March Trilogy by John Lewis, Andrew Aydin and Nate Powell
As stories and images emerge across the country of the memorial services for John Lewis, I thought it good to revisit the March Trilogy.
This set of graphic novels tells the story of John Lewis, civil rights leader, from his childhood in Troy, Alabama, through the signing of the Voting Rights Act of 1965.
These are a few of my takeaways:
Much of the story of the struggle for civil rights in the 1960s has striking parallels to the Black Lives Matter and related social movements of today.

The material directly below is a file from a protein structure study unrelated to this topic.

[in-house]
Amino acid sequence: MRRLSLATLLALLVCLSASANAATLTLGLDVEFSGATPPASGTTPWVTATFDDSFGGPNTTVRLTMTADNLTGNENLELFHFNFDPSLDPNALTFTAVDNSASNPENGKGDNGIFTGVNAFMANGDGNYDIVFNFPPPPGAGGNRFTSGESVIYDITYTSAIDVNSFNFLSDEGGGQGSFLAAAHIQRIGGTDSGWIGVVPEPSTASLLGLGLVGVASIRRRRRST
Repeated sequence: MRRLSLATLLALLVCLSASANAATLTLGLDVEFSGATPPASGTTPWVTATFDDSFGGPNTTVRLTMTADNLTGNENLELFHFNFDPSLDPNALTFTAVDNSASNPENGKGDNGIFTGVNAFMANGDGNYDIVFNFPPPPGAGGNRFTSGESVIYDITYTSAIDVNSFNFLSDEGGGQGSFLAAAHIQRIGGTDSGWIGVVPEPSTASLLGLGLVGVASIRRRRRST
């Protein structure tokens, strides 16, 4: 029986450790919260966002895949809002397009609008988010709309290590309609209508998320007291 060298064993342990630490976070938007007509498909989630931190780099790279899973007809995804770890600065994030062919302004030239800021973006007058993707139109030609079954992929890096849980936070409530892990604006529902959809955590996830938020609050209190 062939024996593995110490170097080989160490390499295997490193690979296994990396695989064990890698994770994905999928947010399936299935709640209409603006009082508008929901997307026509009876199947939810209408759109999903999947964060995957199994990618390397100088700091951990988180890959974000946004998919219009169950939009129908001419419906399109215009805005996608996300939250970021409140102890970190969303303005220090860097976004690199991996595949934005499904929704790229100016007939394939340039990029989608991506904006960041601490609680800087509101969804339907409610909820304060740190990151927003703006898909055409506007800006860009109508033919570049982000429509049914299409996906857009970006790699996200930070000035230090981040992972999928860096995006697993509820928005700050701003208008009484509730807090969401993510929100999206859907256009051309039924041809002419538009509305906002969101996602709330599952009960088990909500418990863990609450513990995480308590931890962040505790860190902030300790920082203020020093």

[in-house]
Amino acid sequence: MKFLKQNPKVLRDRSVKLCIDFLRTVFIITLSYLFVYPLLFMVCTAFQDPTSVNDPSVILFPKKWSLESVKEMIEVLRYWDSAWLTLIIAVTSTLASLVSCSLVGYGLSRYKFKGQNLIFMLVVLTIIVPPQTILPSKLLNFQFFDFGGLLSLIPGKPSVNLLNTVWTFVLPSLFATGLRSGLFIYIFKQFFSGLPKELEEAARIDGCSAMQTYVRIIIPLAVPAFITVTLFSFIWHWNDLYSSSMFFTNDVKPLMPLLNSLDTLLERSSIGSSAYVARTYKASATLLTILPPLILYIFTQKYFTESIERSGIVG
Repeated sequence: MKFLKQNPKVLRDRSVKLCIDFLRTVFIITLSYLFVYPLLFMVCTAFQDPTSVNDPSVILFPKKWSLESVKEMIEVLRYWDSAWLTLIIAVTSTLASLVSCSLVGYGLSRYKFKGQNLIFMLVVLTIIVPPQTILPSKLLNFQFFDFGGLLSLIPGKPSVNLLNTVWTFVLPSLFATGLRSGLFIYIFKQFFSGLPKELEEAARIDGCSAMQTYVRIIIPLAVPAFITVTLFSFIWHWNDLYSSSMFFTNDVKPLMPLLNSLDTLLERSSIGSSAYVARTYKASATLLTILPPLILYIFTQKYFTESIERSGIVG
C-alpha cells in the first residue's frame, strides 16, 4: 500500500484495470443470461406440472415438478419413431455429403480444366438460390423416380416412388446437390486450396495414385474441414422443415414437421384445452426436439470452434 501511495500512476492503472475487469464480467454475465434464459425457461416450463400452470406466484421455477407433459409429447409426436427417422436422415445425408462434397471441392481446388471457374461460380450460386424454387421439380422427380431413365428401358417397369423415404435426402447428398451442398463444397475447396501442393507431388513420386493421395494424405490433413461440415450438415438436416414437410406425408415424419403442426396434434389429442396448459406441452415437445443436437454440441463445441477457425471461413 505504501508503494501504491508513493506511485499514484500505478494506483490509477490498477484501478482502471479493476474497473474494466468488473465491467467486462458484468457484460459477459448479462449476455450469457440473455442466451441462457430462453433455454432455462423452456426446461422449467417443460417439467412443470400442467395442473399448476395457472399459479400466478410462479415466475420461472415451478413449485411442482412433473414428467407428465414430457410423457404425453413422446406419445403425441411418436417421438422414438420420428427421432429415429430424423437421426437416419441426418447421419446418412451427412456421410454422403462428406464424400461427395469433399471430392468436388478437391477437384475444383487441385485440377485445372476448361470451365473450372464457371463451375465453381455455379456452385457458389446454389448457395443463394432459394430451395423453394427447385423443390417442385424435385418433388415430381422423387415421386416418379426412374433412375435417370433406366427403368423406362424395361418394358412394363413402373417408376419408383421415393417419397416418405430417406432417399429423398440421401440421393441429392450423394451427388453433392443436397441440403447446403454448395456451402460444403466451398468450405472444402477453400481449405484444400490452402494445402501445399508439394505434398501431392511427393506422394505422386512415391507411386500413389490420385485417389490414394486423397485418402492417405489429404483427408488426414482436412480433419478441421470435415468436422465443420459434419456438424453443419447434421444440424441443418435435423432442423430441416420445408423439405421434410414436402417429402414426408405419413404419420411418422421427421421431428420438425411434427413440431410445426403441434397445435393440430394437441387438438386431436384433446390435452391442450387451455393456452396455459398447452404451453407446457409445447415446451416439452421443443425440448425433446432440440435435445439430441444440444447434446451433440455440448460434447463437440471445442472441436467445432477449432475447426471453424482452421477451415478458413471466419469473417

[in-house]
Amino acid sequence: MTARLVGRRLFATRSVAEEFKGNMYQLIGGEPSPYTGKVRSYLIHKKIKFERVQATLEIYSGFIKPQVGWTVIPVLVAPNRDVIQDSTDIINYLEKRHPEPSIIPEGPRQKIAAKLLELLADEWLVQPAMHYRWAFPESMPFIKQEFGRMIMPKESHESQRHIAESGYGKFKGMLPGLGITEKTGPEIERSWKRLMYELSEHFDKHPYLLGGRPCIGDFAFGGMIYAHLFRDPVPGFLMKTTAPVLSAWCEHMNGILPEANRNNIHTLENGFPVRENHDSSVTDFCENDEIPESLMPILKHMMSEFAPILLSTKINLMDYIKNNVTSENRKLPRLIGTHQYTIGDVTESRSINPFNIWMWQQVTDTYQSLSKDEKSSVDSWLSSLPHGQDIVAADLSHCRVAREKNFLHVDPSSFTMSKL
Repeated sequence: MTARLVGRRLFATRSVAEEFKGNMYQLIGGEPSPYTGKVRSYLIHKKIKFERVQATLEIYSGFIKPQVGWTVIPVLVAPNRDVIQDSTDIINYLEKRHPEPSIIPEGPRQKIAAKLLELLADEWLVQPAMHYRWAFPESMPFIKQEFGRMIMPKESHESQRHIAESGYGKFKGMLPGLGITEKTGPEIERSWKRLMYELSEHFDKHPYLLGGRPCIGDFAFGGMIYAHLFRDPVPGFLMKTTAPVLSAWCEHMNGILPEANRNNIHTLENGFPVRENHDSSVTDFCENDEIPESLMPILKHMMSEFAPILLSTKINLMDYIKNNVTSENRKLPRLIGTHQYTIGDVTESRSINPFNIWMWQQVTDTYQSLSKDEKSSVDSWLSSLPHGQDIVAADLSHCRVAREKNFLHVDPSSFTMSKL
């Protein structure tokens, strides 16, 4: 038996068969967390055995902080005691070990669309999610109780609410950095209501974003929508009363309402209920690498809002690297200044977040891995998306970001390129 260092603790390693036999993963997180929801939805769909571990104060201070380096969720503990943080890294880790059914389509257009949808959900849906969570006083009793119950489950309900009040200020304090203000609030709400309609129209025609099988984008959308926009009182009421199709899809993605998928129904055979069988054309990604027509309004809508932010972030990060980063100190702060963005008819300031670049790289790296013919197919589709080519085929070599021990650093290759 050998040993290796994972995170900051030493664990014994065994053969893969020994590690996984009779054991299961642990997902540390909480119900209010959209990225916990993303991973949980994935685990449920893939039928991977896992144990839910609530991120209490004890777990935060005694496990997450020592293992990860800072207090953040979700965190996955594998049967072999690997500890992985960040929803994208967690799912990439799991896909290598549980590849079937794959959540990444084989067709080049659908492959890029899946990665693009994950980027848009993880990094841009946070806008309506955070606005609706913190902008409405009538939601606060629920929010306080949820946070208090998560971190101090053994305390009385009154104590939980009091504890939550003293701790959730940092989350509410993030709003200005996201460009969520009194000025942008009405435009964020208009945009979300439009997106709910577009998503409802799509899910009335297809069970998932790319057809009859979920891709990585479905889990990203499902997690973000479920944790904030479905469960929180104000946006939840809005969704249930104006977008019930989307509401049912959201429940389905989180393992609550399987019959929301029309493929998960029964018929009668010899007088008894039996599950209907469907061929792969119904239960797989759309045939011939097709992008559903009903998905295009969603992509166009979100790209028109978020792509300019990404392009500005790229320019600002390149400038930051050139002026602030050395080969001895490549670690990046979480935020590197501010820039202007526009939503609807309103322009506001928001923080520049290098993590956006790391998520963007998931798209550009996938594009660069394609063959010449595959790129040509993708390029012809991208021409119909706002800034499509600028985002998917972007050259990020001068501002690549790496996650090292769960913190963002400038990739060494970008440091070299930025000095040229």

The medium of the graphic novel is a powerful way to immerse yourself in the story.
Lewis was inspired by the social gospel while studying ministry in Nashville, Tennessee. This compelled him to get involved in the civil rights movement.
I had forgotten how much John Seigenthaler was involved in the story. Seigenthaler is from Nashville and a graduate of Father Ryan High School. He served as administrative assistant to Robert Kennedy when he was the United States Attorney General. In fact, March: Book Two was dedicated to his memory.
As I was reading, I felt immense gratitude for all those who gave their lives and careers to the work of promoting justice and human dignity.
O God, Give us the grace to know your will and the courage to do it.
March: Book Three, p. 173